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Explain One Play: Curry stealth-bombs threes

Steph dives into the belly of the defense and springs out for surprise threes in Game 2 of the Warriors-Spurs series.

San Antonio Spurs v Golden State Warriors - Game Two Photo by Ezra Shaw/Getty Images

Unfamiliar terms are defined in the glossary at the end.

No, it never gets old blowing out the Spurs. The Spurs have, over the years, so many times beaten the Warriors without trying too hard, and often without their stars. So we can’t take for granted that the W’s had this game against the Spurs without Kawhi Leonard.

Stephen Curry has seemed more comfortable against the Spurs in the last few games, dating back to the 2015-16 season. That season he and the Warriors figured out that the Spurs were REALLY good at handling the basic Warriors’ motion offense and they needed Curry to use his gravity to mess up the Spurs’ defense. This meant not only pick-and-rolls, but also curls and back-cuts when overplayed.

Here is an action that Curry has had some success with. Let me just roll a couple of clips and see if you can figure out the basic action.

Stealth Bomb 1

From the March 29 Spurs game:

Curry drives into the paint. Of course, the first option is to score. But he’s confronted with a big defender in Pau Gasol double-teaming him. So Curry throws the ball out to the left wing, and then immediately flares out to the left side, getting a flare screen from Shaun Livingston, for a catch-and-shoot. Manu Ginobili is the only one with a hope of contesting the shot, but he doesn’t even know Curry is there.

Why doesn’t he know? It’s because the ball came out to the left wing, so Ginobili has to watch the ball in the opposite direction from which Curry is sneakily cutting. I will call this action a Stealth Bomb, and see if a better name emerges.

Stealth Bomb 2

Here’s another example, from Utah WCF G2:

Okay, I think you get the idea. Curry drives into the paint. Of course, the first option is to score, but he’s confronted with the big defender, Rudy Gobert, the Stifle Tower. So Curry throws the ball out to the left wing, and then immediately flares out to the left side, getting a flare screen from Kevin Durant, for a catch-and-shoot.

Durant can see perfectly well where Curry is coming from, and Durant’s defender Joe Johnson can’t. Johnson is lost, doesn’t switch and it takes a poor screen from Durant and strong effort from Joe Ingles to pressure Curry’s shot, which he makes anyway.

Bonus: Did you notice how Ingles put his feet right into Curry’s landing space (and Curry actually seems to land on the feet). No call, nor any comparison to manslaughter. I guess Ingles must have learned this dirty trick from Zaza Pachulia, right? (Or maybe this is just a common dangerous situation with big men closing out on shooters.)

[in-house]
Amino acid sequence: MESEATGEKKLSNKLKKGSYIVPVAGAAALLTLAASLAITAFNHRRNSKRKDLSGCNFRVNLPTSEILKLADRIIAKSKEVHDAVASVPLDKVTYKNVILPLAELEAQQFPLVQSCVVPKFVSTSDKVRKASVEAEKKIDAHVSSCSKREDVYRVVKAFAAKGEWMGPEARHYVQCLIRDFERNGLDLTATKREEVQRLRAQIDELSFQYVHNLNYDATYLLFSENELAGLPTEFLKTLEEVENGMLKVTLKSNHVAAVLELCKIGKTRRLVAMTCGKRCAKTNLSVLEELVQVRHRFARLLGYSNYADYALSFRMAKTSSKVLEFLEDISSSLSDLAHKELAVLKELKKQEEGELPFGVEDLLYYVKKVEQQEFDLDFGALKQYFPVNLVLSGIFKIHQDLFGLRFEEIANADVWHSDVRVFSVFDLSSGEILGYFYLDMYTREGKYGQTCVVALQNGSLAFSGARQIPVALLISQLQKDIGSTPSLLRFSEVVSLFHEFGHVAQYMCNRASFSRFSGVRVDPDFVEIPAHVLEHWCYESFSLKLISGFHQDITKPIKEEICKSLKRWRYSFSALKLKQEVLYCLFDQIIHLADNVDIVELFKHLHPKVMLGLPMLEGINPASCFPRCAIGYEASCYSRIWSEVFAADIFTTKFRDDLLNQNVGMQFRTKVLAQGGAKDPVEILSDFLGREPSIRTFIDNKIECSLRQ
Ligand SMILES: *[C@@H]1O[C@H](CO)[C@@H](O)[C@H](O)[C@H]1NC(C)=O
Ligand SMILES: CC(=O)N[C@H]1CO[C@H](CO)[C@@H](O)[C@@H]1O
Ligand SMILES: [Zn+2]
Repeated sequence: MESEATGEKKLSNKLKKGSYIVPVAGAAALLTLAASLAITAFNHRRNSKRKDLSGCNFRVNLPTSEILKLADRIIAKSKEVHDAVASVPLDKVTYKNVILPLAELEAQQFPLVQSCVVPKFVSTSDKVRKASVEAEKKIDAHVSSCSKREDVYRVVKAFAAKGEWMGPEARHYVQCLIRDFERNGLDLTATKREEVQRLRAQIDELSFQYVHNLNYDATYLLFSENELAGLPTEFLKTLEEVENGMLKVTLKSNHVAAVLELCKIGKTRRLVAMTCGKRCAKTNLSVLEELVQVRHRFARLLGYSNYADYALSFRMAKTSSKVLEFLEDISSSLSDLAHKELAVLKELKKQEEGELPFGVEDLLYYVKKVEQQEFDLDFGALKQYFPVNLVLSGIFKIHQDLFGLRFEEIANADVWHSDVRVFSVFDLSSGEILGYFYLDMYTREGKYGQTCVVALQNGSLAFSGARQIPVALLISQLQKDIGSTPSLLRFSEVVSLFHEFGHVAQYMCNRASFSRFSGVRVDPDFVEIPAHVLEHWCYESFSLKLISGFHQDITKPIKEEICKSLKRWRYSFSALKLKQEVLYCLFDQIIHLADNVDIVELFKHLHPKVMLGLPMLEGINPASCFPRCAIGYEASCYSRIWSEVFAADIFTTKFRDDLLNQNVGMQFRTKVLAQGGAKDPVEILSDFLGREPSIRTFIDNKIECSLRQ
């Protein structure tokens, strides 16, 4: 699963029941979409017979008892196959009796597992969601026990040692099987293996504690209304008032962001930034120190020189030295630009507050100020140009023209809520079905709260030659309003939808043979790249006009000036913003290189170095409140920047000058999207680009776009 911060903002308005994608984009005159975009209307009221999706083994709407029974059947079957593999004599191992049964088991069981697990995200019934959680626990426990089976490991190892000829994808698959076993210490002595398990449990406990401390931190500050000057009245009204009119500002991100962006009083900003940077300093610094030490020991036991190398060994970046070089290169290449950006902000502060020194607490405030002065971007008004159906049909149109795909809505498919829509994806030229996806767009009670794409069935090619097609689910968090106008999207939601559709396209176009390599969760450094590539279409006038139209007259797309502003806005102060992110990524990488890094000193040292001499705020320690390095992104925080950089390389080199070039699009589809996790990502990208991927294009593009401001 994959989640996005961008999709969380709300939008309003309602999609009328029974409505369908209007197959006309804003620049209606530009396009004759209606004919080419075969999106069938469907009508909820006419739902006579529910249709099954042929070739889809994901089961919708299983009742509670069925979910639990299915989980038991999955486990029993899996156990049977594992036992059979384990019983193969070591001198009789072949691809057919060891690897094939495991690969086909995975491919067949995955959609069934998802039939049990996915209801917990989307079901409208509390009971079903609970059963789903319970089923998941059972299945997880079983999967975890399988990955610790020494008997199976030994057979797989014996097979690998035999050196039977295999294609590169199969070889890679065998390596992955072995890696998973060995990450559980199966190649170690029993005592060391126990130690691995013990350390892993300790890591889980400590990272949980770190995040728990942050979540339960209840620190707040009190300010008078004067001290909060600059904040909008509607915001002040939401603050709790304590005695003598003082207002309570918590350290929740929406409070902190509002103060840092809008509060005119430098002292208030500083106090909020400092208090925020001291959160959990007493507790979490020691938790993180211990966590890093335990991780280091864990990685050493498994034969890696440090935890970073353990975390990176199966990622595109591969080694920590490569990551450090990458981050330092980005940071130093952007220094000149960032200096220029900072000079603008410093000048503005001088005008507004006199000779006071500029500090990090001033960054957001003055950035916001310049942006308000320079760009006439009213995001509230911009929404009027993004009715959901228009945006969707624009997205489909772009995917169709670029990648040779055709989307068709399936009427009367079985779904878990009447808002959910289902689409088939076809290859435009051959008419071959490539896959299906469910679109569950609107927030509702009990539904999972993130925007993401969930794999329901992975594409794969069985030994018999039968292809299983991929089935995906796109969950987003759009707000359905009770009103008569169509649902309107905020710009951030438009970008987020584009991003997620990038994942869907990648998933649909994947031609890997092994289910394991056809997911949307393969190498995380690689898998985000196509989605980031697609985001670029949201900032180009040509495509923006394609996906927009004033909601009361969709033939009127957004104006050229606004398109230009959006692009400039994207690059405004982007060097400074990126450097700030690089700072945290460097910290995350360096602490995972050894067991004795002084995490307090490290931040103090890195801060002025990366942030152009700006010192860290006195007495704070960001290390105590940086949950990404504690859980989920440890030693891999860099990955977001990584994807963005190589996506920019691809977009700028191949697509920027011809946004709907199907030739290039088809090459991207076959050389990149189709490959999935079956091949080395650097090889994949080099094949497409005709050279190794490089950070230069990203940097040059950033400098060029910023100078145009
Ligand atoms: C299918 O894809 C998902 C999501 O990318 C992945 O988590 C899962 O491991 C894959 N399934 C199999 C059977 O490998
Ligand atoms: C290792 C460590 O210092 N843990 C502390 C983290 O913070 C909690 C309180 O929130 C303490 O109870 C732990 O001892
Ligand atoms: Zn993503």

Stealth Bomb 3

This is from Game 1 of this Spurs series. Can you see how it’s the same action?

Curry drives into the paint, while LaMarcus Aldridge is sitting in the paint to guard against Curry’s drive. So he kicks it out to the perimeter, and immediately flares out for a catch and shoot. Pachulia helps free up Curry by grabbing at Patty Mills as he goes by.

Tonight’s Stealth Bomb

... which brings us up to tonight’s game. Here’s the clip. By now, I don’t think you need my commentary.

DeJounte Murray switches off Curry right at the start, and Ginobili takes over. Then Dewayne Dedmon also jumps out to double-team Curry. Then David Lee steps over to deter Curry’s drive. That’s 60% of the Spurs surrounding Curry. Curry looks off Patrick McCaw in the near corner.

McCaw had a nice game tonight, but his shot seems more accurate when he has time to casually load his catapult. So Curry tries to do a stealth bomb by kicking it out to the wing and flaring out to the left side from under the basket. It’s interesting that when Curry kicks out, all Spurs’ eyes turn away from him under the basket. Ginobili sniffs trouble first, but Curry now already has a two-stride lead.

Murray is taken by surprise when he sees Curry flash by him. Livingston figures out what’s happening on the late side, but he sees it soon enough to nail the trailing Ginobili with the flare screen.

The game in tweets

Bonus Zaza related tweets

Here’s Coach Nick calling out Popovich for hypocrisy on the dirty closeout issue:

My position on the Zaza thing was that I didn’t like the closeout, but it didn’t seem different from many similar closeouts with feet under the shooter. Furthermore, I’m not sure how to change the NBA rules to discourage it. Making it a flagrant-1 probably would help, and it would only help Curry, Durant and Thompson who shoot a lot of contested threes.

Anyway, to prove the point about this dangerous closeout being common, notice we even got an example from Ingles in the Utah clip above, and I wasn’t even trying to find an example. Enterprising people pulled clips from Game 1 itself, and then from tonight’s game:

Durant was even asked about this, and he was classy:

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